Monthly Archives: November 2008

How to get your LEGO event announced on The Brothers Brick

As part of the service on The Brothers Brick we like to promote LEGO related events so that our readers have a chance to look at LEGO in real life (yes, there is stuff outside the Internet). With many readers from all around the world (OK, not all around but covering a good portion of it) we are in a position to reach people that may otherwise be unaware of events in their neighbourhood.

However we are rarely the right people to give out details of events as we are not involved in their coordination. Nor do we speak most languages so cannot give information in most local dialects. As such we rely on “press releases” from these events to convey information in the most accurate manner.

So what do we mean by a ‘press release’? As a general rule it should include the following

  • Dates and locations.
  • A brief summary of what the event entails.
  • Information about public/open days.
  • A link to a website or email for contact.
  • DATES AND LOCATIONS. I’ve seen it forgotten more than once.
  • A flyer or logo image available in different sizes. We like 500px wide here but it should be no taller than 600px.
  • The same again but in the local language where applicable.

Try to keep it short but it doesn’t have to be terse. Remember you’re selling your event to people so a little bit of excitement doesn’t go astray. IT WILL BE AWESOME!!!! is probably too much excitement.

Once you’ve written your “press release,” send it our way using the Contact Us page.

So, that’s how to get your LEGO event announced.


Pirate landing on Neptune’s Noggin

Jordan Schwartz gets everyone in the mood for pirates with his latest and largest creation depicting a peaceful harbor invaded by plundering pirates. There’s plenty of action floating around this scene, but most impressive is the pirate ship, which is a spectacle in itself.

Check out Jordan’s creation featured on LAMLtv with a clip of the builder explaining his work in person.

Introducing the amazing creations of V&A Steamworks

Besides being a special effects artist behind some of your favorite movies, Guy Himber recently entered into the frenzy of LEGO building after an inspiring BrickCon experience. I’ve not seen fans come out of their dark ages with such stunning creations.

Above: a giant steampunk automaton and a fantasy victorian pipe organ, both in minifig style.

I really like Guy’s innovative combination of Bionicle elements with standard LEGO bricks. To him, these parts are reminiscent of “the NeoVictorian flavor with their small pistons, mini rivets and swooping/rounded shapes.” Also interesting is the repeated use of the blue bubble canopy, which seems to mimic an energy source and adds a nice touch of character to his style.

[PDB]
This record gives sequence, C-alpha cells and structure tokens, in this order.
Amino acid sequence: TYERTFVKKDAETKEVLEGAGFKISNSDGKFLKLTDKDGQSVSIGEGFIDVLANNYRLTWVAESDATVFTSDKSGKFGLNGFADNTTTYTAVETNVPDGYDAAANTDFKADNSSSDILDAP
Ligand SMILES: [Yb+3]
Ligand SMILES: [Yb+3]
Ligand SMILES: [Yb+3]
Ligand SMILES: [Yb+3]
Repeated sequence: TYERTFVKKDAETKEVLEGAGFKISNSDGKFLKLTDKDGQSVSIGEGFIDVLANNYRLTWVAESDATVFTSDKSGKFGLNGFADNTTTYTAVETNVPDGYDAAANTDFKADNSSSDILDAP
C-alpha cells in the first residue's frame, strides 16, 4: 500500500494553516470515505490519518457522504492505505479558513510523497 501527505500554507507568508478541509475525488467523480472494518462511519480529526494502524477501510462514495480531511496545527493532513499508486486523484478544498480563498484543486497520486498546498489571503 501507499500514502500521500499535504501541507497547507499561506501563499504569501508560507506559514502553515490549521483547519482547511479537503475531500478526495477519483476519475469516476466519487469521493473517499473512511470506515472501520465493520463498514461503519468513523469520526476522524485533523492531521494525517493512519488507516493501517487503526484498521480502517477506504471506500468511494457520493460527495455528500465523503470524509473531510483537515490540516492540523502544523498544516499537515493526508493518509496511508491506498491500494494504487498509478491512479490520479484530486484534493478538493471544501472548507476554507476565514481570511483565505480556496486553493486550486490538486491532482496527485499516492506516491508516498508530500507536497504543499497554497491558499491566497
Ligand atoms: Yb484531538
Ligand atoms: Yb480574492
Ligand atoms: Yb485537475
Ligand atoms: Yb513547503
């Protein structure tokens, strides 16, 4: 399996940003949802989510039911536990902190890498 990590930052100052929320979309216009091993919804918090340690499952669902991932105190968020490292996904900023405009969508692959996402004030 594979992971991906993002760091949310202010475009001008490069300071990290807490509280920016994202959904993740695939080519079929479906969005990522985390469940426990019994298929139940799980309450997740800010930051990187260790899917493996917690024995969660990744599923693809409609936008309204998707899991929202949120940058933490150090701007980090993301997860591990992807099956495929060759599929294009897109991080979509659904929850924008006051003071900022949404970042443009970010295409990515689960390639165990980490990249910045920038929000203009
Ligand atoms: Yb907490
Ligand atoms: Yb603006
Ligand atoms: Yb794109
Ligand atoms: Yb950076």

Below: an underwater boat and a steam carriage.

If you’re a Flickr user, you can add Guy as a contact by clicking here.

Miniland-scale FDNY Seagrave ladder truck by Ralph Savelsberg

For the November LUGnuts Fear and Loathing challenge, Ralph Savelsberg faces his fear of fire, heights, and loud noises with this FDNY (Fire Department, City of New York) ladder truck. The ladder itself extends, and the truck is covered in Ralph’s signature stickers.

See more of Ralph’s fire engines in his Fire photoset on Flickr.

Kockice covers KockeFest

As much as we’d like to, The Brothers Brick can’t attend every LEGO event that takes place throughout the world. That’s why it’s great to rely on all the LEGO bloggers out there who attend events in their area.

Members of a new LEGO club based in Zagreb, Croatia recently launched their own blog, Kockice, and they’ve covered KockeFest, which took place on October 18 in Ljubljana, Slovenia.

Check out the full write-up and more pictures on Kockice and the Kocke Klub site.

(With additional thanks — and an apology for the belated post — to Marko.)

Sleek like a fox

As a general rule I’m quite enamoured of streamliners due to their sleek shapes and art deco stylings. Unfortunately many LEGO renditions leave me feeling a little cold due to the difficulty of pulling off the subtle curves and colouring. However Benn Coifman hasn’t disappointed me with this rendition of an Norfolk and Western J-class along with a full rake (all the carriages). The coal in the tender is particularly cool.

Aliens UD-4L Cheyenne Utility Dropship by Havoc

The concept of a dropship has always fired my imagination — especially after seeing Aliens way back when. Havoc seems to share my fascination, as demonstrated by this fantastic rendition of the UD-4L Cheyenne Utility Dropship:

Naturally, the missile pods folder into the dropship’s fuselage:

While we’re at it, here’s Havoc’s Aliens APC. Though it’s not to the same scale as the dropship, it’s still awesome:

Via Klocki.